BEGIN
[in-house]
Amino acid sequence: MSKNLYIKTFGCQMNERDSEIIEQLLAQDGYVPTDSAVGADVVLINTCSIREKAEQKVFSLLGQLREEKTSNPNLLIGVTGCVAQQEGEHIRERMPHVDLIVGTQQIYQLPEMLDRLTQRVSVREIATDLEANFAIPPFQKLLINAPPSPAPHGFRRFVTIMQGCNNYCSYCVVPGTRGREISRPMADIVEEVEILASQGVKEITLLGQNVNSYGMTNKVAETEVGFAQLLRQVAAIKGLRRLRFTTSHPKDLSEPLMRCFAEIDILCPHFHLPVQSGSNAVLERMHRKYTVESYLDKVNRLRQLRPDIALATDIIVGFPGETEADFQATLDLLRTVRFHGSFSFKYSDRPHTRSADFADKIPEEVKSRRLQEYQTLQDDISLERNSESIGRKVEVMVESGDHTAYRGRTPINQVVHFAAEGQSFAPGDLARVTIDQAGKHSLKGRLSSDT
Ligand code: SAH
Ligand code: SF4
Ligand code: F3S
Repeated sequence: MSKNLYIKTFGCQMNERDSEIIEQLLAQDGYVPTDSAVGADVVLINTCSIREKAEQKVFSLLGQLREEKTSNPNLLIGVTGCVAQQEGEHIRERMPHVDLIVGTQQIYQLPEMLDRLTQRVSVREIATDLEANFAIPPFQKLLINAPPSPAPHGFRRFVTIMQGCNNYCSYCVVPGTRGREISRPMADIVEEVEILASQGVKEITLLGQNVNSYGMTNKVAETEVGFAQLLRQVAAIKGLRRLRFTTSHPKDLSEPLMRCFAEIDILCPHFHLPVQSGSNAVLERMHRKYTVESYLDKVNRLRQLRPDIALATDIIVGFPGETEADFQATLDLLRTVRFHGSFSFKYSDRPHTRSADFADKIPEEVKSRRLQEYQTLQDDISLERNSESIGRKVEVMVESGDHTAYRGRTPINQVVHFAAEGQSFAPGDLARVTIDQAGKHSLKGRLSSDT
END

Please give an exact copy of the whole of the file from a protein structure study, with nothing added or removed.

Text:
[in-house]
Amino acid sequence: MSKNLYIKTFGCQMNERDSEIIEQLLAQDGYVPTDSAVGADVVLINTCSIREKAEQKVFSLLGQLREEKTSNPNLLIGVTGCVAQQEGEHIRERMPHVDLIVGTQQIYQLPEMLDRLTQRVSVREIATDLEANFAIPPFQKLLINAPPSPAPHGFRRFVTIMQGCNNYCSYCVVPGTRGREISRPMADIVEEVEILASQGVKEITLLGQNVNSYGMTNKVAETEVGFAQLLRQVAAIKGLRRLRFTTSHPKDLSEPLMRCFAEIDILCPHFHLPVQSGSNAVLERMHRKYTVESYLDKVNRLRQLRPDIALATDIIVGFPGETEADFQATLDLLRTVRFHGSFSFKYSDRPHTRSADFADKIPEEVKSRRLQEYQTLQDDISLERNSESIGRKVEVMVESGDHTAYRGRTPINQVVHFAAEGQSFAPGDLARVTIDQAGKHSLKGRLSSDT
Ligand code: SAH
Ligand code: SF4
Ligand code: F3S
Repeated sequence: MSKNLYIKTFGCQMNERDSEIIEQLLAQDGYVPTDSAVGADVVLINTCSIREKAEQKVFSLLGQLREEKTSNPNLLIGVTGCVAQQEGEHIRERMPHVDLIVGTQQIYQLPEMLDRLTQRVSVREIATDLEANFAIPPFQKLLINAPPSPAPHGFRRFVTIMQGCNNYCSYCVVPGTRGREISRPMADIVEEVEILASQGVKEITLLGQNVNSYGMTNKVAETEVGFAQLLRQVAAIKGLRRLRFTTSHPKDLSEPLMRCFAEIDILCPHFHLPVQSGSNAVLERMHRKYTVESYLDKVNRLRQLRPDIALATDIIVGFPGETEADFQATLDLLRTVRFHGSFSFKYSDRPHTRSADFADKIPEEVKSRRLQEYQTLQDDISLERNSESIGRKVEVMVESGDHTAYRGRTPINQVVHFAAEGQSFAPGDLARVTIDQAGKHSLKGRLSSDT